No respite from air pollution even at home
Home is where we feel most protected, away from all the dust, smog, noise, stench and traffic out on the streets. But what if home is not the place of safety we thought it was? For years, experts have been trying to raise the alarm about how indoor air pollution can be as big a threat to our health as outdoor pollution. They now believe the level of indoor air pollutants can even be two to five times higher than that outdoors. Dhaka, as the most air polluted city in the world, is naturally at risk, with a recent study on in-kitchen aerosol exposure identifying its indoor air quality as the worst in the world.
This may not come as a big shock given how frequently we've been topping similar charts, but it should worry us because of the total lack of concern or initiative by the authorities. Citizens, too, seem oblivious of the danger they're in, with little idea of what causes indoor air pollution, how harmful it is, and what can be done to prevent it. In Bangladesh, more than 75 percent of households still reportedly use solid fuels for cooking. Prolonged exposure to this, coupled with lack of ventilation in mostly small kitchens, form a perfect recipe for disaster, especially for women and children who stay indoors for most of the time. Other factors include tobacco consumption, products for household cleaning and maintenance, and central heating or cooling systems.
It is because of long-term exposure to such indoor pollutants that a staggering 113,202 people die annually in Bangladesh, according to an estimate by the WHO. Currently, our average life expectancy is being cut by 2.91 years—1.53 years of which by indoor air pollution. Among notable health complications caused by it are ischemic heart disease, lung cancer, lower respiratory infections, stroke, type 2 diabetes, adverse birth outcomes, etc.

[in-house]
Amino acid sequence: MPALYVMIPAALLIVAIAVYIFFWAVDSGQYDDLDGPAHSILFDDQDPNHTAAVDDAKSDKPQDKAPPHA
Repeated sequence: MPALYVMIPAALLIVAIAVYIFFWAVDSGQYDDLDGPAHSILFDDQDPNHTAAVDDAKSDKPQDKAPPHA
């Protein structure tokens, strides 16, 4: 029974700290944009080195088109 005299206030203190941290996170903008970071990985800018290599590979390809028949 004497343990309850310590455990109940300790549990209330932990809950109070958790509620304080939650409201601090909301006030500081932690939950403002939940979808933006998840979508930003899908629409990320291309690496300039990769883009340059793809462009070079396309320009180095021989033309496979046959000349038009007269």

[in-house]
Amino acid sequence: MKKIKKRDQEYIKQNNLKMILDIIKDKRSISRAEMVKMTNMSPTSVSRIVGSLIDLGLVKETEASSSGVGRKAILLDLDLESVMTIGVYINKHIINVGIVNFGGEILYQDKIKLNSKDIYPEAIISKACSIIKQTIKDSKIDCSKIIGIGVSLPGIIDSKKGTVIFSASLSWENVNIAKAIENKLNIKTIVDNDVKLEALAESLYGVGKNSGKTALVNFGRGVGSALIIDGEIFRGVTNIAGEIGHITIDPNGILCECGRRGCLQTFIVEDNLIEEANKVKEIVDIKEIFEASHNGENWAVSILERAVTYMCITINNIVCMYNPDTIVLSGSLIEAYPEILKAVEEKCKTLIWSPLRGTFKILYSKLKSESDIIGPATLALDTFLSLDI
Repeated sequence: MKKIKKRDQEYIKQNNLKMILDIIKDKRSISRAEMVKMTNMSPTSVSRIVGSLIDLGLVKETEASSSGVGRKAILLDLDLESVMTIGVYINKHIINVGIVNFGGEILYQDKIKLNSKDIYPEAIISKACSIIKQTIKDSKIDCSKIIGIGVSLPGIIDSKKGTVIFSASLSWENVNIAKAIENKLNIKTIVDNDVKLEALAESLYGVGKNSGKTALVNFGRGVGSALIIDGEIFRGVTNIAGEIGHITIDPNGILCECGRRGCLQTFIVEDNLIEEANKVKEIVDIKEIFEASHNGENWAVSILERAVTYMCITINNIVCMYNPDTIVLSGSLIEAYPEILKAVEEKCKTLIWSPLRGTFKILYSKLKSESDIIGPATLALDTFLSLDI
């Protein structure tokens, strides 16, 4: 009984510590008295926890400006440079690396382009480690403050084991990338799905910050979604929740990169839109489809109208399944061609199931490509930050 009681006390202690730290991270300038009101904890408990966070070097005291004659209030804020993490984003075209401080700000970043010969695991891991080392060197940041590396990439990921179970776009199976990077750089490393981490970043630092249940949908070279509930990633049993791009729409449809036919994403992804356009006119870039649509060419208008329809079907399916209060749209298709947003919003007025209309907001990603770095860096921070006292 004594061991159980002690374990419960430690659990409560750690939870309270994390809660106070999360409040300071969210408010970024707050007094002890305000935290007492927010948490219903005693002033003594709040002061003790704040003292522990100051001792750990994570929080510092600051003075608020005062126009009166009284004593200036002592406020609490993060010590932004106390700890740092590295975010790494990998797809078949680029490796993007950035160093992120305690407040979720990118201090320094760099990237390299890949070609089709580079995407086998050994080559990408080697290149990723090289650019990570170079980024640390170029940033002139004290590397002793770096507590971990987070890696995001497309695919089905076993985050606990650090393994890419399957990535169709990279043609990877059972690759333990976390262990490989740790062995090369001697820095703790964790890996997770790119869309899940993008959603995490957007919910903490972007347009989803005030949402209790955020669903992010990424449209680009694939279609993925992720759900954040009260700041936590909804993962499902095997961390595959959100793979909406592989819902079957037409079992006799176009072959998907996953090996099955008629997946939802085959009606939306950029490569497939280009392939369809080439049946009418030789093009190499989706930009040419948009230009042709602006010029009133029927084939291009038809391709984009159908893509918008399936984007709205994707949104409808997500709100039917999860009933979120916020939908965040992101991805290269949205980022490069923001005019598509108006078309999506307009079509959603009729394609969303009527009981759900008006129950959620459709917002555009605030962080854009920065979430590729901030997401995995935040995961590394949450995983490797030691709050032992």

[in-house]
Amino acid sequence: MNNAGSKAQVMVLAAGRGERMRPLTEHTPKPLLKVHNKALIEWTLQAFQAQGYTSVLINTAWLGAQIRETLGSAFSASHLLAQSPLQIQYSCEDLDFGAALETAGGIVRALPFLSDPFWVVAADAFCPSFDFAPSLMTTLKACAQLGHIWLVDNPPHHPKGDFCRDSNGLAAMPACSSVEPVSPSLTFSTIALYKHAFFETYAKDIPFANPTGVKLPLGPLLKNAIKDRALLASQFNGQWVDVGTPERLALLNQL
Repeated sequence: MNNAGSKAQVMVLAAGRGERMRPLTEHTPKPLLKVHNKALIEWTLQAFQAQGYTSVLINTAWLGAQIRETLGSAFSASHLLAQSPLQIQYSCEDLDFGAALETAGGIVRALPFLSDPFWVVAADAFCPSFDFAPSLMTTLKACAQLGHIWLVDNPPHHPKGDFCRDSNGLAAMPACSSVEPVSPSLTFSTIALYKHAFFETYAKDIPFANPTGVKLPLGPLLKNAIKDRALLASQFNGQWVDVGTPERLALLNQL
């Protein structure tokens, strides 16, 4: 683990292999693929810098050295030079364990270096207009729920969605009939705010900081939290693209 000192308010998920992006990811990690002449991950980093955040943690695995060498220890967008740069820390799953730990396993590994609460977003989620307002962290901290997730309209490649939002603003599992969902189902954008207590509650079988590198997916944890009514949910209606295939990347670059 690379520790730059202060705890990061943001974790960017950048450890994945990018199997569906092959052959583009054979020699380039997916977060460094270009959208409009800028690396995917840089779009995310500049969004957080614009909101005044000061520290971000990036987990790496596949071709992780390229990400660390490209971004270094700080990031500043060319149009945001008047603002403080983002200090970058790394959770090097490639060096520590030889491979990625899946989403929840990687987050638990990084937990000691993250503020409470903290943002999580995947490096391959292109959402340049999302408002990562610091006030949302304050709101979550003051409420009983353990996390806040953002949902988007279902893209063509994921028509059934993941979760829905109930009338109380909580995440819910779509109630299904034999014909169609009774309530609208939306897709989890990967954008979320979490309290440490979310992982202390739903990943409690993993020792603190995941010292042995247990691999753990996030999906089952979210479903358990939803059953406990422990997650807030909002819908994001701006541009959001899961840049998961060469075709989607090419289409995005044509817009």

With this level of threat staring us in the eye, not knowing about it or not taking preventive steps is a luxury we can ill-afford. The problem is how we perceive the safety of homes, schools, nurseries and other such indoor settings. Without sufficient awareness of what makes them unsafe from a health perspective, we're basically storing up problems for the future. All indoor settings should, therefore, must have a proper ventilation system. Even using mechanical ventilations like exhaust fans in kitchens can help mitigate harmful cooking emissions. People's awareness and responsible behaviour are vital.
The government should also do its part starting with a drive to tap into household-level data on indoor air quality to better inform its policies. It should then direct all city corporations and other relevant agencies to undertake proper measures, and run extensive awareness campaigns. Also, since most families living in poor-quality housing may have no option but to make do with damp, under-ventilated environments, the government should come forward to assist them.